In New York

In New York

Friday, 8 April 2011

The kindness of strangers - and two tidy Bridies...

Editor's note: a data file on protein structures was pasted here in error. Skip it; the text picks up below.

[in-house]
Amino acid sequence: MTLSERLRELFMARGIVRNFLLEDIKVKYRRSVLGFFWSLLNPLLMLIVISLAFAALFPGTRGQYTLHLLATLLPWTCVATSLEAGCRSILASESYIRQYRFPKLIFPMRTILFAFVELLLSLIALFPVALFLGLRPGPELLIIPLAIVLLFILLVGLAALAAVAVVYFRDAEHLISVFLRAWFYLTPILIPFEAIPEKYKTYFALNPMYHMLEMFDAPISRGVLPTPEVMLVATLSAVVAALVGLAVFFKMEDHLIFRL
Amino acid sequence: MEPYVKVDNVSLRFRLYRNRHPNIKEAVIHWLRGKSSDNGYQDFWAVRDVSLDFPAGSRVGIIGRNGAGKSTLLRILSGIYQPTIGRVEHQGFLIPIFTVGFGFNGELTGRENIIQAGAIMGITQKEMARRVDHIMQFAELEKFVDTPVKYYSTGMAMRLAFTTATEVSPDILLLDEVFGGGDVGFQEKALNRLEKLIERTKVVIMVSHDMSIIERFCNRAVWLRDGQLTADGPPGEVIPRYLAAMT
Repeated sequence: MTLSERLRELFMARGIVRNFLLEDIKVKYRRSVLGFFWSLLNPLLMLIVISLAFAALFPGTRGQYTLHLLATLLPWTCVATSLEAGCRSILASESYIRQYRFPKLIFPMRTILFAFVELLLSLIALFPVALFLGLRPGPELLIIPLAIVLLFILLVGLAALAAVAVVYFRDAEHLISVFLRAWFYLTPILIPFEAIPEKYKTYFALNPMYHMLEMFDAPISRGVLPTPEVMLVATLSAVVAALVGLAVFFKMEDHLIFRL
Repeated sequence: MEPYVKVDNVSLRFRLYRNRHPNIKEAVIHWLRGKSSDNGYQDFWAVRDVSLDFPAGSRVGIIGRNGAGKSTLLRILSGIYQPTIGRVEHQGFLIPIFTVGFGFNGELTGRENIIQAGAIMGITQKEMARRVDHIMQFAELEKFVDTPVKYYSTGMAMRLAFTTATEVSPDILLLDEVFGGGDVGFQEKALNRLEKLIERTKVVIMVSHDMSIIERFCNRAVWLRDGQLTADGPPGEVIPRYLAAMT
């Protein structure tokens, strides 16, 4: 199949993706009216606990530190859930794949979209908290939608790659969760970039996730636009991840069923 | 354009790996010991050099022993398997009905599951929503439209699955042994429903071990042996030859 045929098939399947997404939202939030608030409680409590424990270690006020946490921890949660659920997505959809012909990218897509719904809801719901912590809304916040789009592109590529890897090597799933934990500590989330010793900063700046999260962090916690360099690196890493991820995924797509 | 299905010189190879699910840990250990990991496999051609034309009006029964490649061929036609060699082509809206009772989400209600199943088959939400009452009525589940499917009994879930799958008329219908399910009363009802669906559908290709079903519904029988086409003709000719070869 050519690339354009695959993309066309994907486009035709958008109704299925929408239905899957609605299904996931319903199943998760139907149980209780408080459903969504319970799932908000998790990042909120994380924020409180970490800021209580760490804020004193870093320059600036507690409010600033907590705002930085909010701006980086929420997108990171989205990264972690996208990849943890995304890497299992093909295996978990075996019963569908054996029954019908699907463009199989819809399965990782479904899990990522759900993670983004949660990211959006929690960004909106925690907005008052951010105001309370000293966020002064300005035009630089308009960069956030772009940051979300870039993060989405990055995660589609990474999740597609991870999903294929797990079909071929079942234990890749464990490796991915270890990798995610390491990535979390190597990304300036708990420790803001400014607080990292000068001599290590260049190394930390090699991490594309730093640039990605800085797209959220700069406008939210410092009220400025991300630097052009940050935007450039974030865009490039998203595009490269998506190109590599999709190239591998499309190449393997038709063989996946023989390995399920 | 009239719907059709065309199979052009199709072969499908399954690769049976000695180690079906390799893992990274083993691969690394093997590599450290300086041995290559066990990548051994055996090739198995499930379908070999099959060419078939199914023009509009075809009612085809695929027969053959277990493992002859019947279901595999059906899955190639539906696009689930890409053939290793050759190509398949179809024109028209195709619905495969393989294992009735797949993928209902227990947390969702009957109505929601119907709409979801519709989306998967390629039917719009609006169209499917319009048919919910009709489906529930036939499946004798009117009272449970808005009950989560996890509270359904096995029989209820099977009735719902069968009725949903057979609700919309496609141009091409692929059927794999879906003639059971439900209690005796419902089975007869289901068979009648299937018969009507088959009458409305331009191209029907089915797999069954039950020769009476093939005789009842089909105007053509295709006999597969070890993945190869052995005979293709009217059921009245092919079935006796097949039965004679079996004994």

I have spent the last few days in Dublin, visiting my mother. Two of Roch's brothers came to stay with them here while I was away. Often when I've been away my return is met with - let's say - a bit of housework to be faced. This time was different and some words of Mary Maher came to mind - the 'tidy Bridies' had been at work. Thanks guys and thanks to Eoin for all the jobs done around the house and garden. You can come anytime mate - I'll have a list waiting...! All went well in my absence and I think Roch really enjoyed himself. They noticed that he's slower and that he gets tired more easily, but I think they were pleased that he seems in good form. He does seem in good form. I don't know how he manages it. I think he may be keeping the monkey at bay with sheer will power and bloody mindedness! It's funny but when I'm away I find I can't fully relax. I'm really not at ease unless I'm here. Maybe it's just me being a control freak but I'd like to think I just miss them a lot. We went to the AGM of the local MND Association branch a couple of weeks ago. I always have to brace myself to face these meetings, but usually when I get there I'm ok. So far I've found them a bit of an ordeal, some less than others. This one was the usual AGM kind of stuff, followed by an interesting presentation on the medical research side of things. I find the meetings more helpful and easier to negotiate when there's a focus of some sort. Some familiar faces were present and some new ones. After the presentation I introduced myself to one couple I hadn't seen before. I know what it feels like when no face is familiar. He looked like he was at a very similar stage to Roch and he talked to me about his diagnosis and his experiences so far. His wife's first language was not English and I was conscious of the fact that she wasn't taking part in the conversation, although she was listening. So I turned to her and asked her how she was feeling. "Sad," she said, without hesitation. "Me too." I replied. We looked at each other. We didn't need to say anything else. Later, as we were leaving and our husbands were exchanging comments on their respective rollators, (each clearly hating the things, but having to make the best of it) she and I hugged each other. "Good luck." I said. "You too," she replied. I left feeling supported and understood, having exchanged seven words with a stranger. It was my best meeting yet.

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